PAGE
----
Chet Ito Memorial Tournament

The 2nd annual Chet Ito Memorial Tournament was held last weekend at the California Billiard Club in Mountain View, California. 93 players showed up for the event held to honor Chet Ito, founder of the California Billiard Club, who lost his battle with cancer in August of 2009. For extensive coverage of the tournament, visit Doug Wu’s excellent website, WestCoastPoolplayers.com.

This year the tournament was held as an Open, meaning there were no handicaps given out to players. At first I was a little hesitant to play in the tournament given the $50 entry fee and the high caliber of players who would compete, but I finally decided it was worth the price for the opportunity to play against some of the best players on the West Coast. I have to say, it was a good choice, as I played much better than I expected. On the winner’s side, I made it to the match before the money round and lost to Deo Alpajora 2-8. Deo eventually finished the tournament in 5th place. I went to the loser’s side and made it back to the game before the money round, then lost to Jared Williams 4-8. Jared eventually finished the tournament in 13th place.

I did win a few matches.  I was very happy with my 8-6 victory over a very good “A” player in the second round of the winner’s bracket, but the most satisfying match from the tournament was my 8-3 victory in the loser’s bracket over an “A” rated player which was streamed live over the internet. My proudest moment was my 9 ball run out in rack number 4…a very difficult run that starts with a table length kick shot. You can watch my entire match on Ustream below.

The biggest benefit of having a match recorded is the fact that I can watch it repeatedly and identify things to work on (which are many). Here’s a very brief synopsis my match:
Rack 1: Win. Lots of safes and kicks and the game ends with a 4-9 combo.
Rack 2: Win. I make a shot but lose position. We trade a couple safes, then I bank the 3 and run out.
Rack 3: Win. I’m hooked after the break and foul on a kick. My opponent misses a shot and I make three tough shots, only to lose position on the eight. A few safeties later, I finally finish the rack.
Rack 4: Win. I make a dry break and my opponent plays a safe. Next I make the ESPN shot of the week – a perfect table length kick on the one. I get decent position for the 2, but can’t cut it clean, so I have to pocket the 2 ball using a carom off the 3 ball.  On my next shot I must execute a very tough draw shot off the 3 ball to get position on the 4. To get from the 4 to the 5, I have to shoot a 9 foot stun/draw shot.  I somehow continue sinking balls and run out the entire rack. A very difficult layout I might add! 😉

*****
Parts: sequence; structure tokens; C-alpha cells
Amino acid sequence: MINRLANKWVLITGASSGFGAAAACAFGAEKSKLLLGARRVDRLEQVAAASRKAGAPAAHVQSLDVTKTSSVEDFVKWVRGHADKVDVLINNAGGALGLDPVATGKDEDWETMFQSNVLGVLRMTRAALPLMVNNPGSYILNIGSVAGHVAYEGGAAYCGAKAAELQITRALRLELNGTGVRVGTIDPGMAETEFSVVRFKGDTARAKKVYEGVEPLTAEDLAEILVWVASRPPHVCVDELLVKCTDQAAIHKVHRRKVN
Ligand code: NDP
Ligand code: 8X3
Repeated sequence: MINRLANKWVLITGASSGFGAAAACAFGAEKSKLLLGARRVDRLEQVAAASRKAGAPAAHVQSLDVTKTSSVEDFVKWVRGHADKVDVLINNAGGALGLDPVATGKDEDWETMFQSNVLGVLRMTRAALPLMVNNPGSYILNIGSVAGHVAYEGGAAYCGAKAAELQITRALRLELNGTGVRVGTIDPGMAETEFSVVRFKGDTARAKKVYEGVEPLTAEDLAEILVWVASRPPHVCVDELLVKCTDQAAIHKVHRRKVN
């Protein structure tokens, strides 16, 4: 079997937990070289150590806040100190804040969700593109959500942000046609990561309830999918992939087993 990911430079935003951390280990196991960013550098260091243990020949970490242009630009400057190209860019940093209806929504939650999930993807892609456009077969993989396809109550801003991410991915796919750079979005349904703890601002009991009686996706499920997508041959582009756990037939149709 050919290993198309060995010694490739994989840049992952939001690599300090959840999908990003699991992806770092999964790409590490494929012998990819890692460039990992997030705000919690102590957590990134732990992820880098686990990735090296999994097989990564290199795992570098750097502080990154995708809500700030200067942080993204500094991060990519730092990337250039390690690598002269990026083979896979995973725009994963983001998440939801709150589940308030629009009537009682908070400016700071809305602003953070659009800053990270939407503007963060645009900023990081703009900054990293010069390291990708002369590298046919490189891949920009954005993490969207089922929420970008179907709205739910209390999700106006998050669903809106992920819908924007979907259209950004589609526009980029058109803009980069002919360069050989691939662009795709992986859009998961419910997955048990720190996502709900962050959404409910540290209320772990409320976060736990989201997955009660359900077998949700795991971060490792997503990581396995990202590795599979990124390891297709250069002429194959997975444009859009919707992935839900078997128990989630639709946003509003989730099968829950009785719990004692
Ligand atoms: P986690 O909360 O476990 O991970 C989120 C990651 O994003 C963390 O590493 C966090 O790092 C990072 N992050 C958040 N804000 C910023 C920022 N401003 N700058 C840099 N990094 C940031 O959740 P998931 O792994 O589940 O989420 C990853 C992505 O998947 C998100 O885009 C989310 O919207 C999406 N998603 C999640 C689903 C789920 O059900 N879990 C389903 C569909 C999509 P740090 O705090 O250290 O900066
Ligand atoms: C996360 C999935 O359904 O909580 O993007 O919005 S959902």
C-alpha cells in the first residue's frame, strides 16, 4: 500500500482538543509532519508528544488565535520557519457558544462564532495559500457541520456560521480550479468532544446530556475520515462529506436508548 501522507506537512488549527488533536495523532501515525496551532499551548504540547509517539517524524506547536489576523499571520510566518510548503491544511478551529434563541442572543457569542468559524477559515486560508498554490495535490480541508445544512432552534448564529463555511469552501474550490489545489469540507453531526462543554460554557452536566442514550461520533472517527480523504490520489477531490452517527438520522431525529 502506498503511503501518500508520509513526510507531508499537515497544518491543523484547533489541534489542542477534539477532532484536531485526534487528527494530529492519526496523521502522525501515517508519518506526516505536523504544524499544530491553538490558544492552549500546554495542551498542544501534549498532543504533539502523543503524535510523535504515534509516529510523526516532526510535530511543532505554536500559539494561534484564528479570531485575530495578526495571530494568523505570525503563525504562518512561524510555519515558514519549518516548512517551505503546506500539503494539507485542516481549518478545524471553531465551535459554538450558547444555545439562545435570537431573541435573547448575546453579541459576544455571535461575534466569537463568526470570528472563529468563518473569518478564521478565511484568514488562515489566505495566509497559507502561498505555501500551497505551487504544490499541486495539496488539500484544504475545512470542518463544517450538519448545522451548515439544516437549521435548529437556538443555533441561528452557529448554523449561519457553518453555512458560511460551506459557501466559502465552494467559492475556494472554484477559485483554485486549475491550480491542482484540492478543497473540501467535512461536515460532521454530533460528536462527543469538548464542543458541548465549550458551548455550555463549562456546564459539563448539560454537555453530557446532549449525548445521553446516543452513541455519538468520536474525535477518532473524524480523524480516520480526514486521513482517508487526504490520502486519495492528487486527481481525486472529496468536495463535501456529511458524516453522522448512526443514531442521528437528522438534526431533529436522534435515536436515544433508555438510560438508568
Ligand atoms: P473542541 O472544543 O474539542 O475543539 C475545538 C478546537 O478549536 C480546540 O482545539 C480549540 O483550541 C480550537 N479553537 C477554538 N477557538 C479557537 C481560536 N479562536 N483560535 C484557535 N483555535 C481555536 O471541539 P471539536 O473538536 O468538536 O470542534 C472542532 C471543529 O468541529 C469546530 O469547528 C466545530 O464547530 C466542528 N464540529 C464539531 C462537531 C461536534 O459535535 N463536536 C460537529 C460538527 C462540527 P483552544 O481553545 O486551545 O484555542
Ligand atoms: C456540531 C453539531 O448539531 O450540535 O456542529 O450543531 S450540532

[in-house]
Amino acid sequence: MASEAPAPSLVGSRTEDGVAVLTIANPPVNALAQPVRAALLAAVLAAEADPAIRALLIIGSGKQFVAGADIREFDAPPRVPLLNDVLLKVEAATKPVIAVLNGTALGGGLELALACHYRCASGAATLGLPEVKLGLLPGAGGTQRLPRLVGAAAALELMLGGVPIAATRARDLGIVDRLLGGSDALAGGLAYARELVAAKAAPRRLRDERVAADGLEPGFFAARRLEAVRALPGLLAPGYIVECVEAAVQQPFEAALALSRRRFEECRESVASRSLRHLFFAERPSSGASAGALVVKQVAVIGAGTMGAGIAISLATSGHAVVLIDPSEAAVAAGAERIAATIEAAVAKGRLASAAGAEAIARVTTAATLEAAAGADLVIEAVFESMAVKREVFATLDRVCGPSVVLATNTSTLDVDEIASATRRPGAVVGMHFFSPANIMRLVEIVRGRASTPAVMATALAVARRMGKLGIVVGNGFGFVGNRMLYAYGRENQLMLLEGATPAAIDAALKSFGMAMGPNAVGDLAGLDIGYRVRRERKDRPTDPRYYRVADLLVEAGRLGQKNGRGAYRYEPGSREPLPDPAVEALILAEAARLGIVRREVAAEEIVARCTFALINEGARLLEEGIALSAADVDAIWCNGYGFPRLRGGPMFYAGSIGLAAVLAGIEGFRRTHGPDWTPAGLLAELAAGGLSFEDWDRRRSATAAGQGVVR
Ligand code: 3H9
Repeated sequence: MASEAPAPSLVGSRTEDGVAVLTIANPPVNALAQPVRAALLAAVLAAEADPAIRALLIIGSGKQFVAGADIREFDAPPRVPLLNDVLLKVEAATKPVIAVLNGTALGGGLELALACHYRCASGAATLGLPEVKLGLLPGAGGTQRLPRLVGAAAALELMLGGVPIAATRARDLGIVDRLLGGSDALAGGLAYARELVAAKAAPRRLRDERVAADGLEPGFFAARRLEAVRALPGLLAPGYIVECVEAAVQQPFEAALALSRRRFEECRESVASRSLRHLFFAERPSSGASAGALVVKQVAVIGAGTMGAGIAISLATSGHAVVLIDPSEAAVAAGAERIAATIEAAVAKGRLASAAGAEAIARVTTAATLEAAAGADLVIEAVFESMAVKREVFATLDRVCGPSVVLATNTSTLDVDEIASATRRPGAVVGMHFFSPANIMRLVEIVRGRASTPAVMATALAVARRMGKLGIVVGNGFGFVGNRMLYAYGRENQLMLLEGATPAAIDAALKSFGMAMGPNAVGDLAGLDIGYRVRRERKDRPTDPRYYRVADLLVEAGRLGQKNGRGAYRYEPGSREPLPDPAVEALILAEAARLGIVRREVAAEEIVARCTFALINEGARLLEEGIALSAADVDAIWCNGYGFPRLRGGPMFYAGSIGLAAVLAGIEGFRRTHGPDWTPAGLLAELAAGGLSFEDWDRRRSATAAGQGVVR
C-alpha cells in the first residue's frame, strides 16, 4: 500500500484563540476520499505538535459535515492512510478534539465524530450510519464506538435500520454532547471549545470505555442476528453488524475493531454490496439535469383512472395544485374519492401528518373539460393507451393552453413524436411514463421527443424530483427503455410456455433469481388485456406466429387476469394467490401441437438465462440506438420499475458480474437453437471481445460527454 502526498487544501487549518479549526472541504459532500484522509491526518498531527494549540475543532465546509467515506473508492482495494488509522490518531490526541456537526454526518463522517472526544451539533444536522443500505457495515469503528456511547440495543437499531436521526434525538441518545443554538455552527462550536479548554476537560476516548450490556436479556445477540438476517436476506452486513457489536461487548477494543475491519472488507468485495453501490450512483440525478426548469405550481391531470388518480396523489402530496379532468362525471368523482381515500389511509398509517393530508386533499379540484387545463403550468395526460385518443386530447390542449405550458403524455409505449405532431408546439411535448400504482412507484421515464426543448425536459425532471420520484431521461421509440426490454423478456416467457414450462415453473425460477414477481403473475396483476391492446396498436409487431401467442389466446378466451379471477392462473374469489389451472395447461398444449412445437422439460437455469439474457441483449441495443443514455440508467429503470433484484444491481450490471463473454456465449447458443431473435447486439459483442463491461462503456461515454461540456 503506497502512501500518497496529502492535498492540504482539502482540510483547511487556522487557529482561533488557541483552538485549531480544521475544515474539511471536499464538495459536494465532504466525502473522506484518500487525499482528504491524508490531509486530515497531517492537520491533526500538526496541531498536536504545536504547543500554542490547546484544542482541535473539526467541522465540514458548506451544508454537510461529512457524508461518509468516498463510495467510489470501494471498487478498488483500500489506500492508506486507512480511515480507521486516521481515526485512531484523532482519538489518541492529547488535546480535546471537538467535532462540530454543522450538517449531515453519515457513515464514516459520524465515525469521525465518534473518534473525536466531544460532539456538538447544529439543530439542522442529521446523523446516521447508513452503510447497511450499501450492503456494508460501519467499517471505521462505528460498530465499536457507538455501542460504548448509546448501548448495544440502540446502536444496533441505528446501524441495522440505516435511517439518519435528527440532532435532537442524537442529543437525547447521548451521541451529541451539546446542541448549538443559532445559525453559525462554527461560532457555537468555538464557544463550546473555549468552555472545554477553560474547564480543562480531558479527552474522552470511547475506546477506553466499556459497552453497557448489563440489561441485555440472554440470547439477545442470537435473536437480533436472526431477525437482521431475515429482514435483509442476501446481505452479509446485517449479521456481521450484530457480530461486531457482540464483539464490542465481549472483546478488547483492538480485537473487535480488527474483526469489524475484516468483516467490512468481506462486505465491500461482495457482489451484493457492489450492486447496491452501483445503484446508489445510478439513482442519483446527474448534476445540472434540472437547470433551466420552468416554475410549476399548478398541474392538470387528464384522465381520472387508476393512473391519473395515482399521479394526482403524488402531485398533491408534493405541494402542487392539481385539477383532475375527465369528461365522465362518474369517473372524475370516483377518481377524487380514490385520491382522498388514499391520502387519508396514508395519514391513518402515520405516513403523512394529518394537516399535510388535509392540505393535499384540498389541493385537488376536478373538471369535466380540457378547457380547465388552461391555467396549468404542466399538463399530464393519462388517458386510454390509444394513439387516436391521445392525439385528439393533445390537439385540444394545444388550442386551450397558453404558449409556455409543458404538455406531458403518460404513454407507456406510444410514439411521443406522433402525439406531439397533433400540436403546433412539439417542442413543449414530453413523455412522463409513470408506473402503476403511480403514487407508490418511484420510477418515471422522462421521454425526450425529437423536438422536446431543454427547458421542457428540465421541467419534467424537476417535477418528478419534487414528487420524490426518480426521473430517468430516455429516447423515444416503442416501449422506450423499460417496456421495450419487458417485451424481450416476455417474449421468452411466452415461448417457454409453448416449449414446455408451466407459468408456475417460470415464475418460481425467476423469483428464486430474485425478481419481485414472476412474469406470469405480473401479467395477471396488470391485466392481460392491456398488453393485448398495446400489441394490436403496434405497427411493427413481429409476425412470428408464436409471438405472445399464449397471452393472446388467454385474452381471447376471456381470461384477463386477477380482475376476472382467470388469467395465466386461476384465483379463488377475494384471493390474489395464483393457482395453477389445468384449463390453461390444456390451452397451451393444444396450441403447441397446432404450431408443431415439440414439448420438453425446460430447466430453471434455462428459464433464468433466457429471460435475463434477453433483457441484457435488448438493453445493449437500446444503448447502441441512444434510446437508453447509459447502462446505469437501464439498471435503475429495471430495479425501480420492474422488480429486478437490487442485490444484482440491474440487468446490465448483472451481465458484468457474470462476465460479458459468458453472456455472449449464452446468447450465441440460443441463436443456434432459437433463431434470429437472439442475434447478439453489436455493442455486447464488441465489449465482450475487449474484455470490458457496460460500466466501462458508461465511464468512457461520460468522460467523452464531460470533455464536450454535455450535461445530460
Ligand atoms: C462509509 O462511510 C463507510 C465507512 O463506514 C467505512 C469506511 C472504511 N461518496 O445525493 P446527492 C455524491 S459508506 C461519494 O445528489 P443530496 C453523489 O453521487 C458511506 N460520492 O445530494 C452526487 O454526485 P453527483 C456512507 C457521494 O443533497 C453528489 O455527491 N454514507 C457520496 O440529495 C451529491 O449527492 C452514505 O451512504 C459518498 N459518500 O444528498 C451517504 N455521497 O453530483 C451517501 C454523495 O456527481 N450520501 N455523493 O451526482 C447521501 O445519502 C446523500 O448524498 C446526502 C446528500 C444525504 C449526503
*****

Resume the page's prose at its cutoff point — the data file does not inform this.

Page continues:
Rack 5: Lose. We have any early battle for control of the table, the I finally manage to take control and run the rack out…only to lose position from the 8 to the 9…then I dog the 9!
Rack 6: Lose. Lots of kicks and safes. I eventually sell out on a safe and my opponent runs 6 balls and out.
Rack 7: Win. Lots of kicks and safes. My opponent misses a shot and I run 4 balls out.
Rack 8: Lose. I scratch on the break. I miss a shot and my opponent runs 4 balls and out.
Rack 9: Win. Lots of kicks and safes (starting to see a pattern here?) I hit a 5-9 combo for the win.
Rack 10: Win. Kicks and safes again to start, he misses, and I run 5 balls out for the win. Look out for the scratch in the side pocket!!
Rack 11: Win. On the hill, my game play starts to falter a little. I get lucky though and manage to grind my way through the game and eventually make a very difficult cut shot on the 9 to win the match.

Advertisements

5 responses to “Chet Ito Memorial Tournament

  1. Very nice run on #4. The kick was sick, but then so was the carom.

    The commentators were amusing… seemed to be in their own little world (behind on the score, etc).

  2. I’m late to this post, but I finally got here. I watch the whole match and my question to you is: How many times did you watch the entire match and say to yourself “what the hell was I thinking”? I know, for me, it’s the *main* reason I video myself as much as I can. I’m always asking “why didn’t I just do [this] or [that]?”. There were a few shots in the video where I would have loved to stop you and say “why are you banking this ball when your next ball’s position isn’t a given?”. I’d have to rewatch the video again to point out the specific shot that gave me that thought; but I expect (if I’m remembering correctly) that you already know the shot I’m referring to.

    You played really well and I look forward to more videos in the future. 🙂

    • Johnny, you are correct. I’ve watched it many times and always marvel at some of the deicisions that I made. I do have to say that the table looks very different when you are actually shooting versus watching from the sideline. At least to me it’s different. When I’m watching at match, I’m thinking, “Yeah, the right thing to do is x, y, and z.” Often, when I’m shooting, I’m thinking something slightly different, usually because of my own knowlege of strengths and weaknesses, and sometimes I’m just not ‘seeing’ the balls right. Pool is a funny and sometimes fickle sport. Thanks for watching and commenting. Watching yourself on video is definitely a learning experience!

Leave a Reply

Fill in your details below or click an icon to log in:

WordPress.com Logo

You are commenting using your WordPress.com account. Log Out / Change )

Twitter picture

You are commenting using your Twitter account. Log Out / Change )

Facebook photo

You are commenting using your Facebook account. Log Out / Change )

Google+ photo

You are commenting using your Google+ account. Log Out / Change )

Connecting to %s